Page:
Jim Henson's characters provided an outlet for the various sides of his sense of humor and personality, and Henson always considered Kermit his alter ego. This Kemit, shown with Henson about 1989, is a more polished version of the original Kermit that Henson made in 1955 from his mother's old spring coat. Photo by John E. Barrett.

February 12- May 1, 2011
Lakeview Museum of Arts and Sciences (Peoria, Illinois)
Jim Henson’s Fantastic World

Organized with The Jim Henson Legacy, Jim Henson’s Fantastic World offers audiences a rare peek into the imagination of this brilliant innovator and creator of Kermit, Big Bird, and other beloved characters. The exhibition documents Henson’s process of “visual thinking” through works of art, photographs, documents, puppets and other 3-D objects, and film and video clips.

Legendary New York Mets’ coach Yogi Berra shares his line-up with Clemente before a 1972 spring training game in St. Petersburg, Florida. AP/Wide World Photo.

February 19- April 17, 2011
Challenger Learning Center of Arizona (Peoria, Arizona)
Beyond Baseball: The Life of Roberto Clemente

The baseball diamond has produced legendary athletes who have broken records and shattered barriers. But for many, Roberto Clemente is the most inspiring of all. With a cannon arm and lightning speed, he was an outstanding ballplayer. But the Puerto Rico native was also a dedicated humanitarian. SITES, the Smithsonian Latino Center, the Clemente family, and the Museo de Arte de Puerto Rico are pleased to present Beyond Baseball: The Life of Roberto Clemente as a tribute to this monumental figure’s outstanding achievements on the field and off.

And you can still catch these exhibitions at an Affiliate in your neighborhood:

Lasting Light: 125 Years of Grand Canyon Photography, at Dixon Historic Center (Dixon, Illinois) through January 2, 2011. 

Native Words, Native Warriors
at Mashantucket Pequot Museum and Research Center  (Mashantucket, Connecticut), through January 2, 2011.

Freedom’s Sisters,
at Reginald F. Lewis Museum of Maryland African American History and Culture (Baltimore, Maryland), through January 17, 2011. 

Bittersweet Harvest: The Bracero Program, 1942-1964,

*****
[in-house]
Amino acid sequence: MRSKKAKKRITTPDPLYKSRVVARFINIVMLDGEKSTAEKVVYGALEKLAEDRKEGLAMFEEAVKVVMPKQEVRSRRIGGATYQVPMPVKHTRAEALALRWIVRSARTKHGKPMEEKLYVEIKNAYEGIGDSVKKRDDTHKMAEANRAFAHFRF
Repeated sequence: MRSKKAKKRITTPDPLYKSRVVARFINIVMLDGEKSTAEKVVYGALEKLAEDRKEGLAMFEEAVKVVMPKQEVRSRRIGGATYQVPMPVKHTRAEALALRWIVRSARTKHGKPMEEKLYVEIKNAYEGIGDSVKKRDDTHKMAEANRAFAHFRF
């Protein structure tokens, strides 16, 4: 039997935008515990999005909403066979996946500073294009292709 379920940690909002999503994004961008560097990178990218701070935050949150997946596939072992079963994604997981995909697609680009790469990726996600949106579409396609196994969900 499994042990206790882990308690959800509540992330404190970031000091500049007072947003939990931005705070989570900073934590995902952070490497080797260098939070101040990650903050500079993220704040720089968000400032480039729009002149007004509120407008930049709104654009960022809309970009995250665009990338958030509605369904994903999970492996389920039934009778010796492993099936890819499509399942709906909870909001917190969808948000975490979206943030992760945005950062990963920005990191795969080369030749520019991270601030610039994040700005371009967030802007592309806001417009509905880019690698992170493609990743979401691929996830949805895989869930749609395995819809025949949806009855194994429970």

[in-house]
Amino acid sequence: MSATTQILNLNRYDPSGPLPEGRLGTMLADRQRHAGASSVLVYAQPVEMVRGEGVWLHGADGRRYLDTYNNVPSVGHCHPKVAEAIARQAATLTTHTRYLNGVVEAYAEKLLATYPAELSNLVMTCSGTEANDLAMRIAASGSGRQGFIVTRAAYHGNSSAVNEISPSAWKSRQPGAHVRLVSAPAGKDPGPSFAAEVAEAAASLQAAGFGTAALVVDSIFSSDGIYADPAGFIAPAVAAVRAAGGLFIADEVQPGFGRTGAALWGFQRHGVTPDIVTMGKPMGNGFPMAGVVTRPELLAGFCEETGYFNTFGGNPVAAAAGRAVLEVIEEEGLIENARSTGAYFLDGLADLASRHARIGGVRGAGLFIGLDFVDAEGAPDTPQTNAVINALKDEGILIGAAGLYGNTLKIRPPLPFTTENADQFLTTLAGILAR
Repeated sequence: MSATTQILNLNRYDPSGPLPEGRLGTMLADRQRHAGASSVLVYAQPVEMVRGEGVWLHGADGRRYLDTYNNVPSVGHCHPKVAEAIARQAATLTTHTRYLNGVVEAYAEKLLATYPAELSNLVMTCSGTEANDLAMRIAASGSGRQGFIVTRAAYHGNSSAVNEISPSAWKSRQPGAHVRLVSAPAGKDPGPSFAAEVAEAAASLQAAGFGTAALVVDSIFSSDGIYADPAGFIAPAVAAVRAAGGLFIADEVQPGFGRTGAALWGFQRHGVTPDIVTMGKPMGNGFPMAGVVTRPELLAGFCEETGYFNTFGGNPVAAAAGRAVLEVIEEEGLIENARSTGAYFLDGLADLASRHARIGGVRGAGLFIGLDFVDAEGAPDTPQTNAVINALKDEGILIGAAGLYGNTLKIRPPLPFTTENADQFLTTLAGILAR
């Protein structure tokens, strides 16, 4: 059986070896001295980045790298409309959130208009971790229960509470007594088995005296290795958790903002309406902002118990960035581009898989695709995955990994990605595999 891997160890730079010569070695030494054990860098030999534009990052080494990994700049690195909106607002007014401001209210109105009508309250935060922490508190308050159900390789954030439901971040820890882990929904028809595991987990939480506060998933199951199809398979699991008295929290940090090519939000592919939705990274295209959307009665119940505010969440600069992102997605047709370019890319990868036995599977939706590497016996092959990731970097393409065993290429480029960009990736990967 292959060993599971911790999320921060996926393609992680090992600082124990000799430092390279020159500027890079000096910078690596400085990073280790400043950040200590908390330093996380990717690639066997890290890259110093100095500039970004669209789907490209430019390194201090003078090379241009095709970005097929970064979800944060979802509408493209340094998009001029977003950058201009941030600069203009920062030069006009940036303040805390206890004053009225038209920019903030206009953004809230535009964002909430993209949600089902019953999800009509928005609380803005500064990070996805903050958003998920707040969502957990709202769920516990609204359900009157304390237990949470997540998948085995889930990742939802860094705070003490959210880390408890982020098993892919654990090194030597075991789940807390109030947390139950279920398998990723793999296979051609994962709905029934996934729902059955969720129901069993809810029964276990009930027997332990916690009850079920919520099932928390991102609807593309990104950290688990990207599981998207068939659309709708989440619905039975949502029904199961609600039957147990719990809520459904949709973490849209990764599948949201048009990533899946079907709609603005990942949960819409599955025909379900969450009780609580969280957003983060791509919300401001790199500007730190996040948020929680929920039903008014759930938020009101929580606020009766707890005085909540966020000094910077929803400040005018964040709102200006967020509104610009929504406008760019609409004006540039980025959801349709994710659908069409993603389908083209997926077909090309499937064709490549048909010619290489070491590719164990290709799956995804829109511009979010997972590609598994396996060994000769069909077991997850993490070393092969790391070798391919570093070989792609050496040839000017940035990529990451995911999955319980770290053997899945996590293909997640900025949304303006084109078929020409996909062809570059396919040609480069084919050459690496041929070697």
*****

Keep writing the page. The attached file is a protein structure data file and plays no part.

at Sonoma County Museum (Santa Rosa, California), through January 30, 2011.


Find a Smithsonian Affiliate in your neighborhood here.
Find more Smithsonian traveling exhibitions and programs

SITES’ Quarterly Corner for December 2010

Even as 2010 draws to a close, you may still be looking for the perfect exhibition to bring to your museum or gallery next year. Take a look at these SITES offerings that are available in 2011 and don’t miss your chance to host some of our most popular exhibitions!

Plus, if you book an exhibition in 2011 you may be eligible to apply for a Smithsonian Community Grant supported by the MetLife Foundation. Visit our site to learn how you can apply for up to $5,000 for public programming related to a SITES exhibition. You’ll also find the eligibility requirements, deadlines, and a list of past winners (including many of your fellow Smithsonian Affiliate organizations).

Johnny Cash, Hatch Show Print

American Letterpress: The Art of the Hatch Show Print
Size:   3,000 sq. ft.
Security: High
Fee: $18,000 per 12-week booking, plus prorated shipping
Dates available: 2/26/2011 – 5/08/2011 and 5/28/2011 – 8/07/2011

Beyond: Visions of Planetary Landscapes
Size: 250 running ft.
Security: Moderate
Fee: $7,500 per 8-week booking, plus prorated shipping
Dates available: 7/23/2011 – 9/18/2011

Farmers, Warriors, Builders: The Hidden Life of Ants
Size: 250 running ft., estimated
Security: Moderate
Fee: $7,900 per 10-week booking, plus outgoing shipping
Dates available: 7/30/2011 – 10/09/2011

The White House Garden
Size: 1,000 sq. ft.
Security: Limited
Fee: $4,500 per 8-week booking, plus outgoing shipping
Dates available: 5/07/2011 – 7/03/2011 and 10/08/2011 – 12/04/2011

SI and Affiliates collaborate on Places of Invention



Places of Invention is a planned exhibition at the National Museum of American History organized  by the Lemelson Center for the Study of Invention and Innovation.  Scheduled to open in 2014, it will feature a selection of “hot spots” of invention and innovation–places where a critical mass of inventive people, networks, institutions, funding and other resources come together and creativity flourishes. Focusing on the mid-19th century to the present, each exhibition area will have hands-on experiences illustrating the ways that place and social collaboration shape the inventive process.

Places of Invention represents a new model in exhibition design, where content will be co-created in a collaborative manner by the center, professional partners and the public.   That’s where Affiliates come inPlaces of Invention has received a $2.6 million grant from the National Science Foundation which will, in part, support a community documentation project and related programming at six Affiliates.  Affiliates with strong emphases on invention in their own missions will receive training to work with a community partner to document what makes their city a “place of invention.”  Affiliates for the pilot phase of the initiative include: the American Museum of Science and Energy in Oak Ridge, TN; The Works: Ohio Center for History, Art and Technology in Newark, OH; York County Culture and Heritage Museums in Rock Hill, SC; the Women’s Museum in Dallas, TX; the Heinz History Center in Pittsburgh, PA; and the American Textile History Museum in Lowell, MA.

Their photographs, interviews, videos, oral histories, archives and more will become a part of the Places of Invention exhibition at the Smithsonian, inviting others to view their cities in new ways.

For more on the grant and project, read the press release.  The pilot phase is set to begin in Fall 2011, so watch out for more updates as the project progresses.  In the meantime, congratulations to our Lemelson Center and Affiliate colleagues on this unique collaboration!